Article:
Racemization of amino acid

  • Inventors: EMMICK ROBERT D.
  • Assignees: Du Pont
  • Publication Date: February 19, 1952
  • Publication Number: US-2586154-A

Abstract

Claims

1. PROCESS FOR THE RACEMIZATION OF LYSINE WHICH COMPRISES HEATING OPTICALLY ACTIVE LYSINE IN COMBINATION WITH PHOSPHORIC ACID.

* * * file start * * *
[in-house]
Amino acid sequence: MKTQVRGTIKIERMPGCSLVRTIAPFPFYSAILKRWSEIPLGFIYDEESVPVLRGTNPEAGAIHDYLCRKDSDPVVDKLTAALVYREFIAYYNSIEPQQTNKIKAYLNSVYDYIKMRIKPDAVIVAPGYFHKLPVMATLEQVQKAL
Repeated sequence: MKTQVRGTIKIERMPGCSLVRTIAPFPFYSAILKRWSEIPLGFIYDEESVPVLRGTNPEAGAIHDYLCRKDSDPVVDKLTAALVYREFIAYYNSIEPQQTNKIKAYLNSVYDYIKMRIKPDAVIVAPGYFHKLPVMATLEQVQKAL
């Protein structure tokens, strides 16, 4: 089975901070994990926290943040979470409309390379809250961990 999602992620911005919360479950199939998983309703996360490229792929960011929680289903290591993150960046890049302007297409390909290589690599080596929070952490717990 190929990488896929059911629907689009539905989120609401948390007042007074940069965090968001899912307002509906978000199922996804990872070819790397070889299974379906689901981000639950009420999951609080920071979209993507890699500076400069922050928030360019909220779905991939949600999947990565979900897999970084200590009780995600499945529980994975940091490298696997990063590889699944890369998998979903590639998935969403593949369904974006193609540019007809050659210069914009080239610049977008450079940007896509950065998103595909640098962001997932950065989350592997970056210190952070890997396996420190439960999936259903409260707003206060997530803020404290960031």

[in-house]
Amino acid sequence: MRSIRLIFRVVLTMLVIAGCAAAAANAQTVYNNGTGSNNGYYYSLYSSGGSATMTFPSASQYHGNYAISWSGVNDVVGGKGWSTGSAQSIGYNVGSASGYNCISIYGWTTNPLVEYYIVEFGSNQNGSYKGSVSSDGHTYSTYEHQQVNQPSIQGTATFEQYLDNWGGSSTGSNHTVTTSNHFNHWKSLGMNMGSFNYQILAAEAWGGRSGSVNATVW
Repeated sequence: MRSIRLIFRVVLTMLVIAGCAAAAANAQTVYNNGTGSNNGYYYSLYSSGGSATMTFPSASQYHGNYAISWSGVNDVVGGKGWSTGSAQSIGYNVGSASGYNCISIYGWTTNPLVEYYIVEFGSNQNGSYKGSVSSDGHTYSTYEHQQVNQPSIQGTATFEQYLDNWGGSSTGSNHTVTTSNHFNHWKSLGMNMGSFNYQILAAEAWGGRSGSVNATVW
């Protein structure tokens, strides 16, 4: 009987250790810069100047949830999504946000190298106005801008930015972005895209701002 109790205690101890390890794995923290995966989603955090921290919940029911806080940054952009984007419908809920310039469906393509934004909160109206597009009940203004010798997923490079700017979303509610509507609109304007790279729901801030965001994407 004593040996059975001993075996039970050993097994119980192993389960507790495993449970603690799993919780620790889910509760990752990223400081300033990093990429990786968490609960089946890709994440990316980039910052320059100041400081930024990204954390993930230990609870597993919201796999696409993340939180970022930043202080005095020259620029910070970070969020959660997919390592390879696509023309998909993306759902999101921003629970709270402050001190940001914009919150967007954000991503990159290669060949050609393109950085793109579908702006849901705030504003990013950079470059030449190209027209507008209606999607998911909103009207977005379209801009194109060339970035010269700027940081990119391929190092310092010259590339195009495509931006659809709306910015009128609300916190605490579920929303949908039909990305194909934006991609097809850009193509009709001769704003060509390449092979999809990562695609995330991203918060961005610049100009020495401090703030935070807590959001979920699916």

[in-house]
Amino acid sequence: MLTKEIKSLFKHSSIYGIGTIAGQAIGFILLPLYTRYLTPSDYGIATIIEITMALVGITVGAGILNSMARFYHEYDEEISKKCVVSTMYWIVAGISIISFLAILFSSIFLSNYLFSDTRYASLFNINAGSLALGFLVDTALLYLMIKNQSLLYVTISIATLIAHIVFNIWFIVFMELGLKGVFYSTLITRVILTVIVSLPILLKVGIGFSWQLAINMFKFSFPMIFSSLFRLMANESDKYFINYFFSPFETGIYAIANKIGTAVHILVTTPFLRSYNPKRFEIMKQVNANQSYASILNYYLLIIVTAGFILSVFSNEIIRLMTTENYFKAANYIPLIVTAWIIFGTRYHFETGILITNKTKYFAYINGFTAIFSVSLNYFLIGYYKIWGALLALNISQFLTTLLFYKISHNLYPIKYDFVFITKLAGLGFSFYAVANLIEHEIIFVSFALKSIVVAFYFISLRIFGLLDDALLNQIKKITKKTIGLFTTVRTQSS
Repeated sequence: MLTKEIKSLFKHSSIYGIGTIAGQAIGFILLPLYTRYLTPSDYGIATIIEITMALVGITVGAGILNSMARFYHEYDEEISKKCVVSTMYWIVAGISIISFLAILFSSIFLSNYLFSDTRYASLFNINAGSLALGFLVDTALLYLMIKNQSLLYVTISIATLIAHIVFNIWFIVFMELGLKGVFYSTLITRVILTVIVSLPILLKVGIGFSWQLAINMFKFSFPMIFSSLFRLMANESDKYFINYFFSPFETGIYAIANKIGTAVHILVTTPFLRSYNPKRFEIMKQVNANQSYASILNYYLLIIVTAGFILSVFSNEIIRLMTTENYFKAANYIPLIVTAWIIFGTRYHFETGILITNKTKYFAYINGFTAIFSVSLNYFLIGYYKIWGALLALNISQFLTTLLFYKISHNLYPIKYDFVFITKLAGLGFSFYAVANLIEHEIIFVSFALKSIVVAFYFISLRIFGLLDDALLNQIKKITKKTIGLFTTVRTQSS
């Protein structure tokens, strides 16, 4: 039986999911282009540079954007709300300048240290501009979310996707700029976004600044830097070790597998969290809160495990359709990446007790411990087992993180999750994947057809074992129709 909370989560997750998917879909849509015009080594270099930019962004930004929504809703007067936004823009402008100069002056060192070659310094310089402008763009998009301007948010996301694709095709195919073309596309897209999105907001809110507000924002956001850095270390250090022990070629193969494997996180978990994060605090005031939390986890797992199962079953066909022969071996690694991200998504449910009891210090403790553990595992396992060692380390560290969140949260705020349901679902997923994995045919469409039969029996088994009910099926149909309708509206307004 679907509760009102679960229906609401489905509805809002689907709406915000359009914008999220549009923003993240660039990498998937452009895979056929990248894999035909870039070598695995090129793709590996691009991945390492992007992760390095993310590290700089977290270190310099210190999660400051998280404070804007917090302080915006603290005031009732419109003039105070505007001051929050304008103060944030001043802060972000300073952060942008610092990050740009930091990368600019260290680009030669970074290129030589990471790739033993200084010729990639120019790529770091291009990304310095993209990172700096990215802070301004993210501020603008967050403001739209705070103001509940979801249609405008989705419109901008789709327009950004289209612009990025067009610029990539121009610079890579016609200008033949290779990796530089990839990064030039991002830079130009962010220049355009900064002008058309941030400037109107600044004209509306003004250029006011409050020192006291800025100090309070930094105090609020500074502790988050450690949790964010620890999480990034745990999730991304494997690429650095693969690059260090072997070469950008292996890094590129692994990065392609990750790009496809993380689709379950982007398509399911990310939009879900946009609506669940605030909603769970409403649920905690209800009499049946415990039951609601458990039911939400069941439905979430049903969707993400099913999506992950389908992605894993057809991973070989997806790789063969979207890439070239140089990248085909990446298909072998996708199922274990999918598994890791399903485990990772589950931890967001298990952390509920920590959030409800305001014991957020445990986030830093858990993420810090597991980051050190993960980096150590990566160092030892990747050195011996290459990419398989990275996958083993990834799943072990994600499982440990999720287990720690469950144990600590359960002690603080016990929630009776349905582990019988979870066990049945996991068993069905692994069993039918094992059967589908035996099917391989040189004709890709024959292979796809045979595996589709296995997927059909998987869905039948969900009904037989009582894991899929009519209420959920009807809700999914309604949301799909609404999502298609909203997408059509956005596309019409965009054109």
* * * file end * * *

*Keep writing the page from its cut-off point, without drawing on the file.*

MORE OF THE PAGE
Patented Feb. 19, 1952 UNITED STATES PATENT OFFICE RACEMIZATION or AMINO ACID Robert D. Emmick, Niagara Falls, N. Y., assignor to E. I. du Pont de Nemours. and Company, Wilmington, Del., a corporation of Delaware No Drawing. Application June 29, 1950, Serial No. 171,245 8 Claims. (Cl. 260-534) essential component of animal diets whereas the 10: enantiomorphic d() -1ysine has no known nutritional value. Lysine which has been synthesized from optically inactive materials, for example, by the process of Eck and Marvel, Organic Syntheses Collecl5, tive vol. II, page 374, or by the process described in U. S. P. 2,498,300 is optically inactive and consists of equal parts of the biologically active l(+) isomer and the biologically inactive d() -isomer. Thus, its nutritional value can be doubled by con verting its d()-lysine content into the l'('+) form while retaining the quantity of the latter initially present. It is possible to convert synthetic lysine completely to the biologically active form by first 5 separating the isomers (resolution) and then converting the inactive d()-lysine back to the dl-mixture (racemization). By a repetition of these operations, the lysine is eventually converted entirely into the l(+)-form. As a practical matter it is unnecessary and usually impossible to effect a complete separation of the l'(+) -lysine and the d()-isomer. The requirements for an economically feasible process are that a substantial portion of the l(+) -lysine be isolated in pure form in the resolution step and that no serious loss of total lysine occur in either step. Resolution of dl-lysine is usually effected by combining the material to be resolved with an optically active compound known as the resolving agent and fractionally crystallizing the product. This may be accomplished by known methods. For example, in a method disclosed by C. P. Berg in the Journal of Biological Chemistry, vol. 115, pages 9-15, (1936), d-camphoric acid is used Y as a resolving agent to obtain l(+) -lysine. This author also shows the use of l-camphoric acid to obtain d() -lysine The racemization of lysine, or conversion of the optically active material to the racemic mix- I ture, has previously been accomplished by heating the isomer with hydrochloric" acid. This method is disclosed in Ber. 35, 3778, (1902). Although good recoveries of lysine are obtainableby this method, the mixture of hydrochloric acid 66 The lysine 5 racemization at a practical rate. sive corrosion resistant equipment is necessary if this method is to be used. Furthermore, the use of hydrochloric acid requires equipment capable of withstanding elevated pressures. Attempts to use this method by reducing the proportion of hydrochloric acid to that stoichiometrically equivalent to the lysine present have failed to obviate this serious disadvantage. Another method for the racemization of lysine which is disclosed in U. S. P. 2,071,327 consists in heating the aminoacid with acetyl chloride in the presence of acetic acid. Obviously, this method is even less desir able than the one described above. It is an object of this invention to provide a simple, practical and economical process for the racemization of lysine. A further object is to provide a new and improved process by which a mixture of l(+) and d() -isomers of lysine may easily be recovered from the reaction medium. Still another object is to provide a rapid process for the, racemization of lysine which may be operated at atmospheric pressure. These and other'objects will be apparent from the following description of the invention. The above objects are attained in accordance with this invention by heating optically active lysine in combination with phosphoric acid. In one mode of operating the process of this invention phosphoric acid is added to an aqueous solution of optically active lysine or lysine hydrochloride and the resulting solution is "boiled to remove water until the desired temperature of operation is reached. A reflux condenser is then attached and heating is continued until racemization is substantially complete. The racemized lysine may be recovered by diluting the racemization mixture and passing the resulting solution into contact with a cation-exchange material which adsorbs the lysine. 'Lysine may then be displaced from the cation-exchange material by elution with a base, for example, ammonia, and free lysine obtained by evaporation to remove the ammonia. An acid, for example, hydrochloric acid, may be utilized if desired to remove the lysine from the cation-exchange material in which case thelysine may be recovered as the hydrochloride. Racemization in accordance with this invention may be carried out by heating either free lysine or lysine monohydrochloride in combination with phosphoric acid. When the racemization is carried out using the hydrochloride a somewhat longer time is required but better recovery of lysine is obtained and higher yields of optically active lysine are obtained in the subsequent resolution step. The time required for complete racemization 5 will vary with the temperature as well as the ratio of optical isomers :-present in 'therlysine" treated. For'example, complete'racemizat-ion of l(+)-lysine has been obtained by heating with sorbs the lysine and allows the phosphoric acid to phosphoric acid during 1 hour at about 170 td lo material for eluting the cation-exchange material 175? C. Lysine containing about:'70%.-of=--thet d(-) -isomer was completely racemized by heating with phosphoric acid during l hour-M 155 to 165 C. Racemization of -l(+)-'-lysine-mono-'- hydrochloride required 4 hoursat 160"'to162*C." 1'5" tures the racemization is "slower while at higher temperatures?although the ratepf racemization is incrjeased j si'dereactionsand. decompositioni of lysi'rie maypccur *vv-ith 're'sultii'ig =low recoveries of lysine-5 Although rac'emizationmay'be'carried to com U.'S5-P;'2,366,007.1 Otheri-examplesiinclude p'oly u. phenolsulfonic acids, sulfonated hydrocarbon" Sulfonated coals and natural. and'..synthetic zeolites: having: pletion-in accordance =withthis invention it is unnecessary =and may-sometiines' be undesirable in-- practical -operation'=- to-"racemize completely: Sincemixtures containing l varying proportions of"l(-"+ )-lysine and"'d ly'sine may' be -resoIved": L the practice of this invention. The selection of a particular: cation-exchange --ma-terialz'willt. depend upon such considerations as capacity., exchange without difiiculty it is entirely s atisf actory to stop-i: the racemization at 'anydesired point. However; it is-of course" desirable iii-increasesubstantially the proportion ofithedesirediisomer inatlieimixe tare-5 Although lysine mavbe racemiz'eziby heatinginf combination-with-phosphoric acid in the -absence of-water it* is preferable to' move present-at least Fr 2% by weight 'of wat'er-based upon the'wei'ghtof solubleipolymeric materials which-contain acidic groups capable of combining 'i withv a :variety: of cations;tolfo'rm insoluble 'saits::. A typical example of" a catiom exchange;- material is: describe'dz' in polymersrand': polycarboxylic" acids: cation-exchange: properties. are zal'so suitable :in rateymechanical ruggedness andz'ch'emicalz stabilitysi'as :welluasxcost; Any. off':tlie.'.icommercially' availableicatiorr exchangelmaterials are suitable. Fortexample;z-satisfactoryi results may be; obtained '3 with catiomexchangeirmaterials sold. under the: the mixture in order tomir'iimize 'del'iydration:of"40 :Di1olite (II-3;." "Amberlite:i[RC-'-50 and: Permu:-. the lysine:-- The racernization may also -b"'eaccom= plish'ed in the presence of large" amounted water;:- for example: *7i by weight; but sucli large amounts of water will involve a longer" time: for racemization because-of tn'mowertemperatureor" 5 drocarbonipolymerszx These cation exchange-ma+ terials areiparificularly'valuable; in the practicaof 2 this? inventiohtsincwthey 'possessiexcell'ent .chemi'-' cal and Lphysical stability -Iunder? the conditions: operation or pressureequipment -in' ordr 'to ob tain the preferred temperatur'e' of operatibn. Ifi general it i's desirable to adjizstiitlie amount of water utili'zed -in accordance with 'tlie-temperm A'rpreferred class-of cationteexchangeimaterials" are those in which the acidic glOllpSSaIBlSlflfOniC." aci'd igroups asexemplified bythe; sulfonated: hy- utilized; arelreadilyravailabl,"and have highrcature at wliich -tlie operation to be carriedt: out-. 501 pacit'y: and exchange rate.- phosphoric acid to rmole of lysines hascbeen used withfexcelInt results A greater? excess mav be utiliaed if' des'iredbut n' inost' cases-no advan ta'ge' is bbtairied th'ereb :3" when thefracemizatibflih&befiical'riditd the: uo teri'aitistused kthet cationi exchange material must be-.-la"st1tong:acid:.:type; for :example,=- a: material in'" WhiC-BI'ITTthETaOidlJCI group: are sulfonic' 'acidfgroups. Th'us th cationtezexchanget material; whenzusedin desired point -tHe Iysine :may" bei'sepa1:ated-ircrnii the phos horic acid-Tand ther'latter 'iS-ZSllil78.b18ffdf"' reuseintheraeemiiationiorocessiz variou'soneth ods maysbe utilized rfor::theiseparationi-oflysine Various :formstofthe zcation'i ex'change material. maysbe' utili'Zedbut :the acid form or ammonium formarezmost suitablerand the acid form 'is'usual'e necessity ':of fconvertingzthe ammonium; or other form to the free acid for reuse in' the racemization Step; when: the? acid: form of aication exchan'ge-mathe'acidzformshould 'be-suiiiciently: strong to libfrom:thenhosphoricracida: For example: a'-'conr-'- ermimphosphoflc c d The following examples villustratethe invention; Ezcample' 1' A soluti'on of 12.80' g.- (0.07 mole) of -l -1yslne droxides are examples of materials"suitable-"for Emon hydfgchloride--a,nd "10 35% phosphoric A preferredemethodiofrisolatingt thezlysirre fol'a lowi'r'i'g racemizatibn' ospassitneiunutedfrace mi'zation '-m-iictiire into contact with a :cadJon acid in 3U mlrwater was boileduntil the temperatu're reached 185 0. and! 'was then 'heated under reflux at"-185 to'192'C. for L hour. The solution;- & v after diliition with water, showed zero rotationexchange ma'terial in tlie' acid form whiclf ad indicatingi completeracemization. The-solution" was diluted to 1 liter and the lysine adsorbed on a column of cation-exchange resin. The resin was C1- (theory 32.4) and a water solution showed zero rotation. Example 2 To a water solution containing 0.07 mole free l(+)-lysine was added ml. 85% phosphoric acid. The mixture was heated until the temperature reached 170 C. and was then heated under reflux at 170-175 C. for 1 hour. The mixture; after dilution with water, showed zero rotation. boiled until the temperature reached 160 C. The solution was then heated under reflux at 160 C. for 1 hour, diluted with water, and boiled minutes. It was found to be completely racemized. 2 Free lysine was recovered by adsorbing the lysine. on a cation-exchange resin and eluting it with ammonia; the recovery'was 92.5 percent. Reso-. lution of the lysine with d-camphoric 'acid in aqueous methanol gave a 40 percent yield 01' The lysine dihydrochloride, recovered as described in Example 1, weighed 14.44 g., 94 percent 0! the theoretical. : Example 3 Toa water solution of 0.14 mole free lysine con-j I taining about 70% d( -isomer, was added 20 ml. 85% phosphoric acid. The mixture was boiled until the temperature reached 155 C. and was then heated under reflux at 155-165 C. for 1 hour. The mixture, after dilution with water, showed zero rotation; The lysine dihydrochloride recov ered as described in Example 1, weighed 30.64 g., 99.9 percent of the theoretical. Example 4 To 68 g. of l(+) -lysine monohydrochloride was added 53.5 ml. 85% phosphoric acid and about 20 ml. water. The mixtures was boiled until the temperature reached 160 C. A reflux condenser was then attached and the mixture heated at 160 to 162 C. for 4 hours. Samples (5 ml.) were taken atvarious intervals, diluted to 25 ml., and the rotation observed. The results are summarized in the table below: Time of Heating Observed Rom" at 160 to 162 C. (Hmus) tion (Degrees) Example 5 The sameprocedure as in Example 4 was used. The racemization was run at 150 to 153 C. The results are summarized in the table below. Observed Rota- Time of Heating 53 tion (Degrees) at 150-1 C. Example 6 A water solution of 1.055 mole free lysine co'ntaining-about 70% d()-isomer was mixed with 143 ml. 85% phosphoric acid and the solution l(+)-lysine d-camphorate; 94% optically pure. The methanol was stripped from the mother liquor which was then treated with 114 ml. phosphoric acid. The theoretical quantity of .d-camphoric acid was recovered by filtration and extraction with ether. The racemization and reconversion to free lysine was repeated with an' 89 percent recovery of lysine. This was resolved with d-camphoric acid and gave a 43 percent yield of optically pure -l(+)-lysine d-camphorate. The resolution mother'liquor was again converted to lysine phosphate, racemized and reconverted tofree lysine. The recovery of lysinewas 87 percent. Example 7 A series of runs similar to Example 6 was made in which lysine monohydrochloride was treated j with phosphoric acid and racemized at C. The results are shown in thetable below. Per Cent l(+)-lysine d-Oamphorate Recovery Free Lysine Racemization Per Cent cal Purity In the first run 97.5% optically pure l(+)-lysine monohydrochloride was used as the starting material. The process of this invention is superior to the prior art process utilizing hydrochloric acid in the surprising and unexpected speed with which racemization is accomplished. It has been found that racemization of lysine with hydrochloric acid at 185 C. requires about 12 hours as compared with only about 1 hour for the process of this invention at a temperature of to C. Thus the racemization with phosphoric acid may be carried out at a much lower temperature and still require only a fraction of the time required by the prior art method. In addition racemiza-, tion with phosphoric acid may be carried out at atmospheric pressure. Although the process of this invention is useful in racemizing optically active lysine from any source, it is of particular utility as a part of the resolution-racemization cycle involved in converting dl-lysine or, other mixture of l(+) and d()-lysine to a pure optical isomer. This procedure which may vary in detail consists essentially in resolving lysine by known methods, for example, the method described by Berg, separating the desired isomer," heating the remaining undesired isomer in combination with phosphoric acid to effect racemization, recovering a mixture of l(+) and d() -lysine and returning the latter to the resolution step. When the lysine to be racemized in accordance with this invention is in the form of its compound with a resolving agent such as optically active camphoric acid, the latter may be recovered from solution upon the addition of phosphoric acid followed by filtration and extraction with ether and racemization is then carried out 7' by heating the-remaining solution of lysine in combination with? phosphoric :acid. "as described above. 'Throughout'this-specification and. in the appended claims the term lysine, unless :otherwise indicated, is'intended to include'within itsrscope bothufreelysineand alysine hydrochloride orrother salt oil-lysine. I claim: :1. Process for the racemization 'of'lysine-which comprises heating optically active lysineiin combination with phosphoric'acid. 2. Processfcr the racemiza'tion of lysine which comprisesxheating optically active lysine in combination with'p'hosphoric acidin the presence of water. 3. "The process of claim 2 wherein'the'temperaturetismaintainedat 11 0" to210 C. :4. The process-of claim 2 wherein the concentration of phosphoric acid is at least equimolar; 15'; .Process which:comprises: resolving a mixture 0f-"'1(+)and'd( ).-lysine, separating a desired optically active isomer, heating the remaining undesired optically active isomer in combination with phosphoric acid and recovering a mixture of l(-|--) and d(- )--.lysine. 6. .Process which comprises resolving 'a .mixture of 1'(+) and d'( )--lysine into 1(+) -lysine and d()-lysine', separating :l(-|-.).-lysine, heating the remaining d( -lysine in combination with ph0sphoric acid in thepresenceioi'water andrecovering a mixture of l(+) and'd,(-) -lysine. 7. Process which comprises heating; optically active lysinein'combination with phosphoric'a'cidin the presence of water, passing an aqueous solutionof the racemized lysine obtained thereby into contact with'a cation-exchange materialgrecovering phosphoric acid, eluting said cation-exchange material with a material capable of displacing lysine from said cation-exchange material and recovering lysine, from the elutriate. 8. Process which comprises heating optically active lysine in combination with phosphoric acid, in the presence of water, passing an aqueous solution of the racemized lysine obtained'thereby into contact with a cation-exchange material, re- REFERENCES CITED The following references are of record in the file of this patent: Neuberger: "Advances in Protein Chemistry,. vol. 4, edited by Anson et al. v(Academic Press) p. 339 (1948.). Block et. al.: The Amino Acid Composition 01. Proteins and Foods, .(Thomas) -.pp. 292-293